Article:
In procurement technology, ERFx (or eRFx) is an acronym for Electronic Request For [x], where x can be Proposal (RFP), Quotation (RFQ), Information (RFI) or Tender (RFT). Other pseudonymous acronyms include ITT (Invitation to Tender) and PQQ (Pre Qualification Questionnaire). All relate to a similar activity: a buyer requesting information from potential suppliers for the purpose of evaluation and comparison. Often this is part of a tendering exercise. The more structured this information is, the easier it is to compare the suppliers. For example, it is more effective to ask 20 multiple choice questions than it is to ask 2 essay questions, as long as suppliers have an opportunity to provide commentary to qualify their answers. Therefore, eRFX software should help the buyer to compare suppliers in useful ways - apples vs. apples.

eRFx software is a subset of eSourcing software (software that helps buyers to source suppliers), which is in turn a subset of E-procurement software.

Common featuresEdit

eRFX software is, in some respects, a subset of survey software in that it enables the user to create questions and solicit answers to those questions. Other features reflect the subtleties of tendering:

  • Creating questionnaires or surveys
  • Applying weighting to questions or sections which will determine the final total score.
  • Issuing the questionnaires to respondents (generally a link to a web page).
  • Enabling respondents to save answers, sometimes with features for preview and teamwork.
  • Scoring responses
  • Calculating weighting totals and providing reports / charts etc. to find the best respondent

More advanced features include:

  • Rich Questions - Some RFx products provide the ability to create questions that combine many answer elements such as file attachments, essay-style answers, and auto scored multiple choice questions. Others provide a more basic spreadsheet style line-by-line requirement set.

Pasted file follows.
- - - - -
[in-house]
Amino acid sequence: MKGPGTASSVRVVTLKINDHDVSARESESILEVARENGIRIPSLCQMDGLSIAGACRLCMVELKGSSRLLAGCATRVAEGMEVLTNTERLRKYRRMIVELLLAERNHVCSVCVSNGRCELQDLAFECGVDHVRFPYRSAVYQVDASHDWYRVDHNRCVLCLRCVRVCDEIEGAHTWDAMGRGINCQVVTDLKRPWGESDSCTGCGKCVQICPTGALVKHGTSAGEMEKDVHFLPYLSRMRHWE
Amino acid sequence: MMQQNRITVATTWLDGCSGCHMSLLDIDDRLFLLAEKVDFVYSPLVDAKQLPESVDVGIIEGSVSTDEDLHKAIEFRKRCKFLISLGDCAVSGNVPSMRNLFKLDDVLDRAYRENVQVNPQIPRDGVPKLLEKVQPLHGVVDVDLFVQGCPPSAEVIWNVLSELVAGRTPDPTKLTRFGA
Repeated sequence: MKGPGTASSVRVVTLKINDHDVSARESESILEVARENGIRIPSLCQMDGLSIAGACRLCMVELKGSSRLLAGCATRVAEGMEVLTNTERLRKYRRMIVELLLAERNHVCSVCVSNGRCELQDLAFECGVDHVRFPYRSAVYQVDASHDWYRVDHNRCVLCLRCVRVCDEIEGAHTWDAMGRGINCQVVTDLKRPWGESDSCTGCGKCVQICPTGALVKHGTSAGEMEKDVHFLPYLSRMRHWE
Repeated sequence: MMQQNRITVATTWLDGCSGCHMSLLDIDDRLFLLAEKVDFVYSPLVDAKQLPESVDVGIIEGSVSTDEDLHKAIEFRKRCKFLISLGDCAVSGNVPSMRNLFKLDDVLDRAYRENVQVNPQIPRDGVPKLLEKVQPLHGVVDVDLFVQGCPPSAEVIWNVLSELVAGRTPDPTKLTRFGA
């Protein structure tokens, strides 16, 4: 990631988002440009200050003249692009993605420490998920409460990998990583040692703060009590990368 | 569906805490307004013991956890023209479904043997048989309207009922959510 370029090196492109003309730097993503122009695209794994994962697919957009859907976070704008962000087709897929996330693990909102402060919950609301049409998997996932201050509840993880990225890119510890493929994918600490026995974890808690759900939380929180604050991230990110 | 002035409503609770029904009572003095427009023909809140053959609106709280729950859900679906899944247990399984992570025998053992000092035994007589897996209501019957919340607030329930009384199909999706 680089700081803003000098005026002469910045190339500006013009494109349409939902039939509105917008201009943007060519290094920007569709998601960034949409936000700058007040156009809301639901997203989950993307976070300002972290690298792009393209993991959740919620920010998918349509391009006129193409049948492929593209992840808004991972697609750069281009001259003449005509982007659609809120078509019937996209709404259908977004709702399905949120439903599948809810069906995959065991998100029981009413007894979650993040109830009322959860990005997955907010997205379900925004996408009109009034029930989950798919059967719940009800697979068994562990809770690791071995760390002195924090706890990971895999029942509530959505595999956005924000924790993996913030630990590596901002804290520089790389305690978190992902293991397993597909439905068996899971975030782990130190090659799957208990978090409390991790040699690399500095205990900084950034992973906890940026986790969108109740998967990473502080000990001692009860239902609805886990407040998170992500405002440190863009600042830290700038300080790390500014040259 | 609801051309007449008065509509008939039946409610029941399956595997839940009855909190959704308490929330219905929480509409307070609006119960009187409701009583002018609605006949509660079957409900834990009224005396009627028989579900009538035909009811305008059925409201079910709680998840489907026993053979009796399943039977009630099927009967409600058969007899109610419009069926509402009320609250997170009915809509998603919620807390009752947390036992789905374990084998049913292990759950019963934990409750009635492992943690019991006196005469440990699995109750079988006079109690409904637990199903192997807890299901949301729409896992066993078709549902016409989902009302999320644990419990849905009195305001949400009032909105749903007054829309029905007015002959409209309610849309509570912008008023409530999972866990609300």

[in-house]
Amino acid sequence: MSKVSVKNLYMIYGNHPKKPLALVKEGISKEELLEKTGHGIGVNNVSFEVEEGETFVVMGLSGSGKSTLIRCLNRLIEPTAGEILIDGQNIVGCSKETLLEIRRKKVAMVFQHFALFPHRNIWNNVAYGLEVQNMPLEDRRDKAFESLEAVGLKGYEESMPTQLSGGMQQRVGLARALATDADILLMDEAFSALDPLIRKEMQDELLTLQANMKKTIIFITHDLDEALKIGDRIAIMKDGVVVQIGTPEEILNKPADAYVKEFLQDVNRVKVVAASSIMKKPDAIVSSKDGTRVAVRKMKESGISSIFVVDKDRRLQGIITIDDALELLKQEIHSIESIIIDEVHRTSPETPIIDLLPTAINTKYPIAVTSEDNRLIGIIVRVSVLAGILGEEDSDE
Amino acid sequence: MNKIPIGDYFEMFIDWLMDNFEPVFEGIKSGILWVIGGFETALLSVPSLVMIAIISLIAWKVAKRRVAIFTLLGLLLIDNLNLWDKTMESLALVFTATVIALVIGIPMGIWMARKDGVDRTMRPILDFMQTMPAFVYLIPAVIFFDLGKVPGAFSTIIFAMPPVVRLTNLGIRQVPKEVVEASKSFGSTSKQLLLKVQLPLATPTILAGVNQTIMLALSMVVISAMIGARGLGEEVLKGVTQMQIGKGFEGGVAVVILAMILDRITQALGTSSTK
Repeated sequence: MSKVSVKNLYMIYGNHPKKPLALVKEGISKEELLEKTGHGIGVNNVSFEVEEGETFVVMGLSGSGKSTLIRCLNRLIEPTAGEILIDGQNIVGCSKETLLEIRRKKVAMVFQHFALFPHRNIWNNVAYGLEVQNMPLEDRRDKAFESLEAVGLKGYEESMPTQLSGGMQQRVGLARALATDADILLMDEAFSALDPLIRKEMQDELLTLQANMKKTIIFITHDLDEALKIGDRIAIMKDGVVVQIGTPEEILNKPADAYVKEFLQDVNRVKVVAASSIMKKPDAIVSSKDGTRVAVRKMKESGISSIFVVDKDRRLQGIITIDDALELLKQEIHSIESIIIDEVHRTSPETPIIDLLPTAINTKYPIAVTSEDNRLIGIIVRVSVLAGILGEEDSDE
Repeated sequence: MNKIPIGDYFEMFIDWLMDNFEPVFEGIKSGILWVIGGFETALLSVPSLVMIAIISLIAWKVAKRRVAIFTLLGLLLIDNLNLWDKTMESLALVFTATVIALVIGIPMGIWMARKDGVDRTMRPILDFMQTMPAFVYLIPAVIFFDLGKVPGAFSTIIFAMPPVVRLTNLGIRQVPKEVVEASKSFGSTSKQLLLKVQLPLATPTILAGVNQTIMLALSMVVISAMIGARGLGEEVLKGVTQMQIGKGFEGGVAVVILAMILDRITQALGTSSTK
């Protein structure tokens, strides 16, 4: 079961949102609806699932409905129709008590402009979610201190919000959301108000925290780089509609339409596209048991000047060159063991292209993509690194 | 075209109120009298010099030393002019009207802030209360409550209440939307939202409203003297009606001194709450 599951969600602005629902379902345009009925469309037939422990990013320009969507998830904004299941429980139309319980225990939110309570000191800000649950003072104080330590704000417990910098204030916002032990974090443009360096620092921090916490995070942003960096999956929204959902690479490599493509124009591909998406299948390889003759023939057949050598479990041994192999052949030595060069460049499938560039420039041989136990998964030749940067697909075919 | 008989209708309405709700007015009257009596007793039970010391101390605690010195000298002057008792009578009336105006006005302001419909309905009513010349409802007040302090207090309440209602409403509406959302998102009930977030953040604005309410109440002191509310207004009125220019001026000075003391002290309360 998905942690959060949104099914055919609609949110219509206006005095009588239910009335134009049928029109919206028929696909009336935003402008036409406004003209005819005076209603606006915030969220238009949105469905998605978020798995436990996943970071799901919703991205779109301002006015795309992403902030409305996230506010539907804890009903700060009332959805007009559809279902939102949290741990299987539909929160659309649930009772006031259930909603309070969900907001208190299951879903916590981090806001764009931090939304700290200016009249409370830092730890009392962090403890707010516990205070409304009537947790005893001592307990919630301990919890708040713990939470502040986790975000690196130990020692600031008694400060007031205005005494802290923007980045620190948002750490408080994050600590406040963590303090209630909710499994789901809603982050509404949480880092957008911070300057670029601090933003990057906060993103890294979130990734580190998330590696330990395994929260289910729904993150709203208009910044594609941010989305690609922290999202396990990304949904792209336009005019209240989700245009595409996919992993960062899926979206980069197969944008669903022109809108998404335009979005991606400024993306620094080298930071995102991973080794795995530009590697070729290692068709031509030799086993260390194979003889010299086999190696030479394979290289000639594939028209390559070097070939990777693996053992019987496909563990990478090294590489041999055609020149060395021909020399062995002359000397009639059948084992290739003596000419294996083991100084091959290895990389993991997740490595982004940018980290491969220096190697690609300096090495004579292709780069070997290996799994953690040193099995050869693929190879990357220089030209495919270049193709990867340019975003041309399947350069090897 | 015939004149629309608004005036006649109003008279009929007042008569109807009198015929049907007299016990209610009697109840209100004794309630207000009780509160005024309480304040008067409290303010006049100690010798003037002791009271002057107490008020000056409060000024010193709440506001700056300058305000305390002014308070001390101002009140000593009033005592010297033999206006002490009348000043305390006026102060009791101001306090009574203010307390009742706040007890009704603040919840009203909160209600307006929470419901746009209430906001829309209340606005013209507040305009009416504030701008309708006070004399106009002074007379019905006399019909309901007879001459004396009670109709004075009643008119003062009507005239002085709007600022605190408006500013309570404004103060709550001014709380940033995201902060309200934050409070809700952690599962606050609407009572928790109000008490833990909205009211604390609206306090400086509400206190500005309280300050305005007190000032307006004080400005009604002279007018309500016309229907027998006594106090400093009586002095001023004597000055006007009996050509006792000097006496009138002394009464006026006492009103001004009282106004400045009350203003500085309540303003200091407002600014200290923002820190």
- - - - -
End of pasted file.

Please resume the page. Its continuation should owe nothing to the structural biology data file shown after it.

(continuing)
• Multiple scoring sets (scorecards) - the same answers are scored multiple times by different analysts.
  • Multiple weighting sets - different individuals or groups can produce different weightings to reflect their priorities. For example, Sales & Marketing might have a different view to the Accounts department.
  • Detailed Auditing - buyers operating in highly regulated markets may need to provide a detailed audit trail of their actions.
  • Communication - some systems provide messaging services for buyers to communicate to suppliers and vice versa.
  • Regulated Environment Rules - The scope of these may be curtailed in some environments (Public Sector, especially the EU), where it is stipulated that all suppliers must see exactly the same information from the Buyer.
  • Vendor Response Importing - In some sectors the same vendors respond to similar RFXs repeatedly. RFx software can cut down duplication of effort in such areas by providing tools for vendors to import (and edit as required) previous answers. Scoring information entered by evaluators can be imported at the same time, thus providing time savings and greater consistency.

Notes et referencesEdit

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